China has a ton of high mountains and it is just a matter of time before someone develops a world class resort. Ping Tian Resort located about 1 hour's drive from Urumqi, the capital of China's westernmost province, XinJiang, could be it.
The Tian Shan (Heavenly Mountains) range is one of most picturesque ranges in China and compares favorably to any range in the Rockies or Alps. To see first hand, we traveled to Urumqi in May to trek the mountains and visit the Ping Tian site.
Ping Tian is surrounded by 13,000' peaks and ridges and is an area of year round snow cover in the highest elevations. Unfortunately, the top of the ski mountain is at about the bottom of the continuing snow cover elevation so it will rely on seasonal snow and snow making for cover. The Tian Shan mountains divide two great deserts, the Taklamakan and the Gobi. Its western and northern slopes and peaks wring out whatever moisture comes down from Siberia. Ping Tian is located within this band and will thus get snowfall even though the general region is one of the driest in China. However, it is questionable whether the deep snows and off-piste adventuring that make the Rockies and the Alps world class will be consistently available. In addition, it is located at about the same latitude as the northeastern China resorts. This means it will be cold, in the -20 to -30 C range for a good part of its season. However, with a dry climate, lots of sun and limited wind, this might not matter, but, as such, it will still require good clothing and protection.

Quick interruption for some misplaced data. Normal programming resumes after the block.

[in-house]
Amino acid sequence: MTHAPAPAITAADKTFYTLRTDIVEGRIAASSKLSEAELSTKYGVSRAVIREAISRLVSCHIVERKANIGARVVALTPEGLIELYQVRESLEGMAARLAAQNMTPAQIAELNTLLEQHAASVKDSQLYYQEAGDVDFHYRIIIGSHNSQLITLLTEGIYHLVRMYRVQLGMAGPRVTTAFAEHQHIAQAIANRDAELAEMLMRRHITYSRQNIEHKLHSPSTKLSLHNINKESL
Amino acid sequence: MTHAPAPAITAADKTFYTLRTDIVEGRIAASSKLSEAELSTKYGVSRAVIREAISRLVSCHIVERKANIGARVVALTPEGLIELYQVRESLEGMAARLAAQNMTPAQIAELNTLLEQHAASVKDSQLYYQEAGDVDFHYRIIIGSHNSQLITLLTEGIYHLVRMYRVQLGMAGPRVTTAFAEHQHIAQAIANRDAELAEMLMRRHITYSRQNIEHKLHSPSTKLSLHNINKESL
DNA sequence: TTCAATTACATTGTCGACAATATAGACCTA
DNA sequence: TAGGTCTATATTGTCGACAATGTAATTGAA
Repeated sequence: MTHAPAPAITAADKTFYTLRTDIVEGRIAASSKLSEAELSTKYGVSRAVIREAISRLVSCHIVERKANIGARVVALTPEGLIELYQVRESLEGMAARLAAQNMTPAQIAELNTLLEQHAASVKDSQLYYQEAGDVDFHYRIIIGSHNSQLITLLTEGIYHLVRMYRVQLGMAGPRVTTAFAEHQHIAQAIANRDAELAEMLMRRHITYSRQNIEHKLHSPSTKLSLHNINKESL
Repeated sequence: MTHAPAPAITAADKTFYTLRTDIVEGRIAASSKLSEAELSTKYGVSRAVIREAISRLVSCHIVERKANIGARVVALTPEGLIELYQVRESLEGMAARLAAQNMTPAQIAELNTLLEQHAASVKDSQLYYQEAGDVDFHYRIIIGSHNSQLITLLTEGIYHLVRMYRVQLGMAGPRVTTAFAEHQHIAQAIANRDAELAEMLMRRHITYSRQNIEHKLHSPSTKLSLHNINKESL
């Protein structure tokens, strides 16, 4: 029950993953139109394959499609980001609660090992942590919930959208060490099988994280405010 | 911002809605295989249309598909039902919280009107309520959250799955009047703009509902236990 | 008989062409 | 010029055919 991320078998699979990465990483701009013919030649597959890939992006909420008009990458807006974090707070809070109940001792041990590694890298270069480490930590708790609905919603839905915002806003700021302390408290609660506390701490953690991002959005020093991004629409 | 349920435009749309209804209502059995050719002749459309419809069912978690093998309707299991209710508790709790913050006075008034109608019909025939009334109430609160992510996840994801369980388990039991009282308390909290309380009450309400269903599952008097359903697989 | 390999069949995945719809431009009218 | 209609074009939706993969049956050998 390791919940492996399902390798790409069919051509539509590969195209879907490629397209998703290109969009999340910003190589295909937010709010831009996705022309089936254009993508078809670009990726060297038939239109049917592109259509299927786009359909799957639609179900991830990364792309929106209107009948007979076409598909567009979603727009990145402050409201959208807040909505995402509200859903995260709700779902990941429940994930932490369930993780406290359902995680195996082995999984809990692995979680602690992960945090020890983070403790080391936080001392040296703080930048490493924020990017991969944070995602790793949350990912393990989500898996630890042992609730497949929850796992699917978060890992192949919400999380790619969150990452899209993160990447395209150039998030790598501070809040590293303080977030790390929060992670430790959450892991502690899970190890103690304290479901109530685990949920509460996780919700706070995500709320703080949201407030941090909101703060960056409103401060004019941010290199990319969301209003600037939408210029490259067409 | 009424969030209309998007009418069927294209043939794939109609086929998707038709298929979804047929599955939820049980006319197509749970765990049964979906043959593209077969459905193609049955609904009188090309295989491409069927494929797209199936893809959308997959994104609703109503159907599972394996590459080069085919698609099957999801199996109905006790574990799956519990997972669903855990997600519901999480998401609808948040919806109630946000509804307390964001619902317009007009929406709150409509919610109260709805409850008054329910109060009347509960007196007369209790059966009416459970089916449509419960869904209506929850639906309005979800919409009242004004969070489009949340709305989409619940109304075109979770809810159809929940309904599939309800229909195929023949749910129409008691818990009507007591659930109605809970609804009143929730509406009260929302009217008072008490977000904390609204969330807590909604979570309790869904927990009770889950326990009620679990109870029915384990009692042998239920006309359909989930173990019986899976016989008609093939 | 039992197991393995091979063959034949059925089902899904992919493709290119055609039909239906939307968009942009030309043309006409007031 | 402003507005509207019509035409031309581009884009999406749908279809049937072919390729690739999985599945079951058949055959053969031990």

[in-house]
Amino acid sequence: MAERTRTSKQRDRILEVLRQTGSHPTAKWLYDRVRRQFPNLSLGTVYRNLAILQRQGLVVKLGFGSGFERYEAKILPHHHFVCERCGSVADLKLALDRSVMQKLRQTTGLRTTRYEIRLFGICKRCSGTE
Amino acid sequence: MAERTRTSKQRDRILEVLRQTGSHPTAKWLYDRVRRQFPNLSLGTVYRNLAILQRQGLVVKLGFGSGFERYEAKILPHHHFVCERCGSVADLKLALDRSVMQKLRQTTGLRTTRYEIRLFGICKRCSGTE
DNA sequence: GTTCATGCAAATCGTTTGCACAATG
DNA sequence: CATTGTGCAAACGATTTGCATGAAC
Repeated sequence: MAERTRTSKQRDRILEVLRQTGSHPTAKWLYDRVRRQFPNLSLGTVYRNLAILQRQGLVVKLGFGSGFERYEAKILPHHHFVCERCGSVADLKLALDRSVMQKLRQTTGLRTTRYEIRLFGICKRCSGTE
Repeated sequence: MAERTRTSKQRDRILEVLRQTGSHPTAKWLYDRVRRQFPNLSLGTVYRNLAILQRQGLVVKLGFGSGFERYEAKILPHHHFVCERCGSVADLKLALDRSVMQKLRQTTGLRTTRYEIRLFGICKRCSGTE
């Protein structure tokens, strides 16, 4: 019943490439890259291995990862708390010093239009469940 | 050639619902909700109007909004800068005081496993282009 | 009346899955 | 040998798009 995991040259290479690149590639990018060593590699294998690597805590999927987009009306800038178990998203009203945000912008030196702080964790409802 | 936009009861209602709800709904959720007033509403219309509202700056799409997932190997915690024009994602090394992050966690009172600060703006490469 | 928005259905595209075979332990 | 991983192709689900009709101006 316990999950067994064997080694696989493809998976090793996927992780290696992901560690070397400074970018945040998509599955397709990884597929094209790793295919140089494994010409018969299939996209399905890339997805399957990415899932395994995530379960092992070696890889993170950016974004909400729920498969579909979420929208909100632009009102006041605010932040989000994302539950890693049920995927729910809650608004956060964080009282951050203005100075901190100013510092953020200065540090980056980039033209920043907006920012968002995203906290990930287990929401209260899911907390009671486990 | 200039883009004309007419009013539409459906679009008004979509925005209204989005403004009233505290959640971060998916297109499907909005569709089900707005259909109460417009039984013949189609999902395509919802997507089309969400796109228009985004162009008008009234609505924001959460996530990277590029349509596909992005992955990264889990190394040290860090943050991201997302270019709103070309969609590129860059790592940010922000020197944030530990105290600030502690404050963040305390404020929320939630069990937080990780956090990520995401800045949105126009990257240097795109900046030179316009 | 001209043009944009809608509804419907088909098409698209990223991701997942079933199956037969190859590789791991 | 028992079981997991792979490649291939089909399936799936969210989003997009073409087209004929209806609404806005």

Development at Ping Tian will be staged over several years. For the 2008-2009 first winter season 5 lifts are planned. These will service both the lower beginner/intermediate terrain and the upper intermediate/advanced terrain. Trail cutting and lift and services installations are expected to commence soon and continue through the winter and into 2008 with an opening by December. For the first year, the first phase of the alpine village will be open with lodging and ancillary services. As an alternative you can stay in Urumqi and take a shuttle the 1 hour each way to the slopes. By the second year, you should expect to see what looks like a real alpine village in place with full services and accommodation in at least one flagship hotel.
The other aspect of Ping Tian is its marketing focus. It is generally assumed that a Chinese ski resort must attract Chinese skiers to be successful. Whether they will travel to Xinjiang will remain to be seen. However, unlike the other major Chinese ski resorts, Ping Tian incorporates a Western style real estate development and Alpine village that will appeal to both Ex-Pats and affluent Chinese. With the potential for first class golf courses and other year round amenities, Ping Tian might just become enough of a destination resort area to attract non-Chinese in sufficient numbers to be viable without a large Chinese only skier base.
Even though it is located very far from most people's idea of a China itinerary, getting there should not be difficult. Urumqi is a city of 3 million with a new air port and growing tourist base. There are 11 flights per day from Beijing (5 hours, $100 - $160 each way) and 6 from Shanghai (7 hours, $140 - $220 each way) so it is about like being in NY and wanting to go skiing in Colorado. Not a big issue if the skiing is good enough.